Efforts to help Ukrainians adjust to a new normal

Josh Einiger Image
Sunday, May 1, 2022
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Josh Einiger has more from Poland.

POLAND (WABC) -- In a tiny village called Medika sits the busiest border crossing between Poland and Ukraine.

It is where an endless stream of people still walk across, then through a makeshift support center before loading on buses to their next stop.

Matt Ryan has been volunteering there for two months. He is an EMT from Ireland and is using his training to procure equipment for medics like him in hard-hit Eastern Ukraine.

Ryan spends his free time in Medika, listening to stories of Russian depravity that would make your blood boil.

"I talked to a lady, her brother was shot in front of her in Kharkiv. She wasn't crying or upset - she just walked on. I couldn't even. What do you say to that?" said Ryan.

Ryan came from Ireland, and William Miller came from Florida - he hands out things like toothpaste.

"For someone who left everything behind, their life is in a bag, it makes a big difference being able to have that kind of stuff just given to them without having to worry about having to find it," added Miller.

They are among the countless international volunteers working to support incoming refugees - even as some have already started to return to Ukraine.

As far as the eye can see, the Poland side of the vehicle crossing is jammed with traffic.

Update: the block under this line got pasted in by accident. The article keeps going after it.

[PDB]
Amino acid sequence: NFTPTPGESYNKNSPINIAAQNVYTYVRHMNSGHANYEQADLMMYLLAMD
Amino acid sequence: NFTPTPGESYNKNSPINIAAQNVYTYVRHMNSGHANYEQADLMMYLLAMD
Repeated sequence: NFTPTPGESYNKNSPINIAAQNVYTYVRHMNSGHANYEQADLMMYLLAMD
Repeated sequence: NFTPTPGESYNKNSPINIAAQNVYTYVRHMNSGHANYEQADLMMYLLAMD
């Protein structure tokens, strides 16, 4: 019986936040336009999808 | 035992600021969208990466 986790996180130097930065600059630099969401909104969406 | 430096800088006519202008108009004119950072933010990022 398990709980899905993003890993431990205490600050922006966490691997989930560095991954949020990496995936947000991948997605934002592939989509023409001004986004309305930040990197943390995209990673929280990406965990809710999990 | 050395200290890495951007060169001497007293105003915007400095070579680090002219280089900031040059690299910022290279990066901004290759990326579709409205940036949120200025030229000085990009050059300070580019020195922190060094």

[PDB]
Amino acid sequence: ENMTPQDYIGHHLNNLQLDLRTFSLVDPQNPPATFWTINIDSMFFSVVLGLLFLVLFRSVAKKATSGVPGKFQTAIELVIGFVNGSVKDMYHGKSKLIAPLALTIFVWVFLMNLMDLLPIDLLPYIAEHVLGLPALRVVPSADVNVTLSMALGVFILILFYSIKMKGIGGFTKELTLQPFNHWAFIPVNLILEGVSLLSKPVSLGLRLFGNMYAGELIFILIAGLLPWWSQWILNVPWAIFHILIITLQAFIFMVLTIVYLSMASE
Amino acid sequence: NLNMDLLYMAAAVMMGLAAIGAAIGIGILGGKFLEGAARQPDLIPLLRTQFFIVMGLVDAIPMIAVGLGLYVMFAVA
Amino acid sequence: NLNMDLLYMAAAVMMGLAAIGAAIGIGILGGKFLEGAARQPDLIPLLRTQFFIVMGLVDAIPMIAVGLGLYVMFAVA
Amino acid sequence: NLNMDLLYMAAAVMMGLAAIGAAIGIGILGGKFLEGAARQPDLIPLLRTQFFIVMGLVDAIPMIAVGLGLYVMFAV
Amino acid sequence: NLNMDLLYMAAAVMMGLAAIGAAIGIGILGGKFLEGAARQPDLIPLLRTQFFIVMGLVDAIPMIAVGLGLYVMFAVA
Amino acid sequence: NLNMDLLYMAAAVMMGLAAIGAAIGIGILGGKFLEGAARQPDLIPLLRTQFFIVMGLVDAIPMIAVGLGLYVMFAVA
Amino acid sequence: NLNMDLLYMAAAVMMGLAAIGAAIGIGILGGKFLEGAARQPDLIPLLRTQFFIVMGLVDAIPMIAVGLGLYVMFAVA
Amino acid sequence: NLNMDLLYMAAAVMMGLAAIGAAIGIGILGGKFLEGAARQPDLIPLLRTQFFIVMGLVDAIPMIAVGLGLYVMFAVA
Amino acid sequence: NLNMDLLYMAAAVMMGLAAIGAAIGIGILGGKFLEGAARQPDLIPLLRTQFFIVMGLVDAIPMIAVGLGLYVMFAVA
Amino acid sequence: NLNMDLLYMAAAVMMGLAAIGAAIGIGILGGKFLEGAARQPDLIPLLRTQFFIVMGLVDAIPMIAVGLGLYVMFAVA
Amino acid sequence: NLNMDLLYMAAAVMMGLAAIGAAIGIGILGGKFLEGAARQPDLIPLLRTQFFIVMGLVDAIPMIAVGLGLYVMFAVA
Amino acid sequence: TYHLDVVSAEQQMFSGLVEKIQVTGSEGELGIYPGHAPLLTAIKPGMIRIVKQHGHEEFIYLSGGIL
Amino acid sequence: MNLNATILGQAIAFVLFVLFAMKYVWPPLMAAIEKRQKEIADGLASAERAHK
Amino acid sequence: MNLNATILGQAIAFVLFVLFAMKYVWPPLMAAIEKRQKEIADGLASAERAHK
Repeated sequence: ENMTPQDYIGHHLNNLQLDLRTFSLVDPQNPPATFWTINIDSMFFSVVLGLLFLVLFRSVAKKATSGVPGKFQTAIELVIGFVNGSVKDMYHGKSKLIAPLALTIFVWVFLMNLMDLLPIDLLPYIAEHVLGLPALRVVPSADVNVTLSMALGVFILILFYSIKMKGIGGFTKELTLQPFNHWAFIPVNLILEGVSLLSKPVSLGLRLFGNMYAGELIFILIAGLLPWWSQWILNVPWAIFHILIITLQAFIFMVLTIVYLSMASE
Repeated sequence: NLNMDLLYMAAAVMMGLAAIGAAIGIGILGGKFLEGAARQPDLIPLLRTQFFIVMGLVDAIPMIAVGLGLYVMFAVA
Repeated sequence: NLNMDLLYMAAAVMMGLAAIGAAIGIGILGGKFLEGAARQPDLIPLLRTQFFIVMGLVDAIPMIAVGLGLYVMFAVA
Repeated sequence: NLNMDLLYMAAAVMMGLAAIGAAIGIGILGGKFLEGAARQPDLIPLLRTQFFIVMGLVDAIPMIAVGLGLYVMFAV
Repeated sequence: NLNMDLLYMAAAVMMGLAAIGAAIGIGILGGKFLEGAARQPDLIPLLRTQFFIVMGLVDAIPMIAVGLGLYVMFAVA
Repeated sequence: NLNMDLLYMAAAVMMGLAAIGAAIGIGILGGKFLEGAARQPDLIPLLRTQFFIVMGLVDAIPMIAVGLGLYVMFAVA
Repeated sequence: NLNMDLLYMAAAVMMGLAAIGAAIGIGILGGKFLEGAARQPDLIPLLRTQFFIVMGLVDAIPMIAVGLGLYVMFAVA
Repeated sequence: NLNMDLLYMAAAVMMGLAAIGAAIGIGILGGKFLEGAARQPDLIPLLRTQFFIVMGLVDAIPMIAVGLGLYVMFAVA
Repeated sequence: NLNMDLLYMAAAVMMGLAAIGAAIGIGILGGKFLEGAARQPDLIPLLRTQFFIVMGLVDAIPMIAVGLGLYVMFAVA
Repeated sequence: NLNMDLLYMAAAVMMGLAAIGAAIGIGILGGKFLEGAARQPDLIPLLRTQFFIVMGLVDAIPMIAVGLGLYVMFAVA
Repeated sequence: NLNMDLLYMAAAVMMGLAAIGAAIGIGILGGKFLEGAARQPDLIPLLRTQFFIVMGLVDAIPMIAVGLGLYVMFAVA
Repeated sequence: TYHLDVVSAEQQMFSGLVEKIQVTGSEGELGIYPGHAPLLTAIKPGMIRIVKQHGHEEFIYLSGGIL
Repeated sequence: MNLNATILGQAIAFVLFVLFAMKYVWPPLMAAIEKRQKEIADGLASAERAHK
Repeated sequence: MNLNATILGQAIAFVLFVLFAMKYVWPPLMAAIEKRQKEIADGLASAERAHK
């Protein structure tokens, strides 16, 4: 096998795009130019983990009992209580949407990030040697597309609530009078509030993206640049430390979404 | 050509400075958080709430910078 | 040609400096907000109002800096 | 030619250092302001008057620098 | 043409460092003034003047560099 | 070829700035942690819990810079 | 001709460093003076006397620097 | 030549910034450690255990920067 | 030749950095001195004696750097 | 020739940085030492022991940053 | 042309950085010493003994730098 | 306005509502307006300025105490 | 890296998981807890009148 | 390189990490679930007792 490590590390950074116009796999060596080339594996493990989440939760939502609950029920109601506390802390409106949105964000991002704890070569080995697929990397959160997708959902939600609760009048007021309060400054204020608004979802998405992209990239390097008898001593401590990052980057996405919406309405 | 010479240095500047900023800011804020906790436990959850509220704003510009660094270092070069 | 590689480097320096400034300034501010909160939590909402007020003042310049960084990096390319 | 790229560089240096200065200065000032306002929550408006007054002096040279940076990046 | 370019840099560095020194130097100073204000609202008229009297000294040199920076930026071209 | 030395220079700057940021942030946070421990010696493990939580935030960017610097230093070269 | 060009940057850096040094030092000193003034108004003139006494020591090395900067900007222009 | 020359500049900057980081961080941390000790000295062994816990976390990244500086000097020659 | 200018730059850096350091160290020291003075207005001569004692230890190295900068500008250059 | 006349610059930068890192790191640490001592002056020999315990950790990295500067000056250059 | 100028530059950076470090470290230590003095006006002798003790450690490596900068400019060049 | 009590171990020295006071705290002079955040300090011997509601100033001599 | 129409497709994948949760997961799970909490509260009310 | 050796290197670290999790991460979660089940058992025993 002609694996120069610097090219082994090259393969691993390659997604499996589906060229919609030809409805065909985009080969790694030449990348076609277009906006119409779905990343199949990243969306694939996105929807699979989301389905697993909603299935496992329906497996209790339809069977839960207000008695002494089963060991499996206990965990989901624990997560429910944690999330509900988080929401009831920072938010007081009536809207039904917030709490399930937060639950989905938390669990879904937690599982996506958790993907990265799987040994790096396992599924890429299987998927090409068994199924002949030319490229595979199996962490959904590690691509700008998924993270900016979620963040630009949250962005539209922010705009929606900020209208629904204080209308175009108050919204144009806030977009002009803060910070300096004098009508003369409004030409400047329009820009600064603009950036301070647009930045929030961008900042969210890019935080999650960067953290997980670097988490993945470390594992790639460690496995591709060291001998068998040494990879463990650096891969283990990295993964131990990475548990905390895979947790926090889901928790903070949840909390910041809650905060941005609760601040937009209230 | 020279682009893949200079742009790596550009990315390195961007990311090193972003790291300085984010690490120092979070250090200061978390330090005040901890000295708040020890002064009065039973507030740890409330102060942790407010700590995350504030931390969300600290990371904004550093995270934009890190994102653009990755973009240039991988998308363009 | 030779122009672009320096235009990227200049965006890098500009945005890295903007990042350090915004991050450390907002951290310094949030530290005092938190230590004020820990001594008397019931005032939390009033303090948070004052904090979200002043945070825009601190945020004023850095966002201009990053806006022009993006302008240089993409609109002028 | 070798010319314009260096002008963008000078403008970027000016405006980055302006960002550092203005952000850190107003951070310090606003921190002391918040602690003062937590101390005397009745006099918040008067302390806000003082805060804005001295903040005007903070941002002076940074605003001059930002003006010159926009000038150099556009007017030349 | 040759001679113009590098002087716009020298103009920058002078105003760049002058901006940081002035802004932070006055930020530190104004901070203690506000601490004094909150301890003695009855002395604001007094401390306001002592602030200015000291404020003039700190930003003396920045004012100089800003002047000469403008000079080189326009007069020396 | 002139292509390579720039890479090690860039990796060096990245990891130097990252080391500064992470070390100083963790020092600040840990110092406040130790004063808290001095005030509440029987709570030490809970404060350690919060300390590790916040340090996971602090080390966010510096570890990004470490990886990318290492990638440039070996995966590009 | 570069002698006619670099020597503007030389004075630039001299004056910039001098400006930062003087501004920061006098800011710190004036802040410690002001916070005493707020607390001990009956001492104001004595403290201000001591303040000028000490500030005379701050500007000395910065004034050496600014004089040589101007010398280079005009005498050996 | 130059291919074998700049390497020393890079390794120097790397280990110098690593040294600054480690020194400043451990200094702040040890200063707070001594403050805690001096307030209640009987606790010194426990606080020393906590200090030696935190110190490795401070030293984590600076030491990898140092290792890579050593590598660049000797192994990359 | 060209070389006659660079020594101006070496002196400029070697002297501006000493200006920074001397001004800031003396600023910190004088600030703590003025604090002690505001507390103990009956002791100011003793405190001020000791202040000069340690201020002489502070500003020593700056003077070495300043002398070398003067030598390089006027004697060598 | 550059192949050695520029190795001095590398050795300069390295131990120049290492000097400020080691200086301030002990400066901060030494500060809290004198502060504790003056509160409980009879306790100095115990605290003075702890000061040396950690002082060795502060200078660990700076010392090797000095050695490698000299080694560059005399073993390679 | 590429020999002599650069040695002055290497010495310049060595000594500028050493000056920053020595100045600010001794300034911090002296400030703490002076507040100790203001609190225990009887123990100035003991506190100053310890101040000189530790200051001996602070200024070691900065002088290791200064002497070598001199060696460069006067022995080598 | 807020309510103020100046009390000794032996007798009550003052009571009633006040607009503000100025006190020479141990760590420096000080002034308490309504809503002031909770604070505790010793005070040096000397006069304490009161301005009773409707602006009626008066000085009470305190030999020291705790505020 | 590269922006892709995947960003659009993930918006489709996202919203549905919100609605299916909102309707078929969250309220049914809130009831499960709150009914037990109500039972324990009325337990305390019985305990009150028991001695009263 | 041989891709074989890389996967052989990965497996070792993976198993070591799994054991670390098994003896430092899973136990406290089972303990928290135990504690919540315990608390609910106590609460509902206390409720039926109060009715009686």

Three miles of families who fled - areas now liberated from the Russians. Refugees are eager to return to homes they hope are still there.

Artem Zorinis, 16, is an outlier in this group. He is heading back to Melitopol, in the southeast, which is now under Russian control. He is terrified for what he will find when he gets there, and he can't understand what Vladimir Putin could possibly want with the land Zorinis calls home.

"He wants more territory, I don't understand why. They are stupid, really stupid - it's very terrible," Zorinis said.

One fear from some aid workers is that people around the world will see images of Ukrainians returning and think the crisis is over, but hundreds of thousands of Ukrainians are still trapped in direct conflict in the nation's east.

The fighting is only getting worse.

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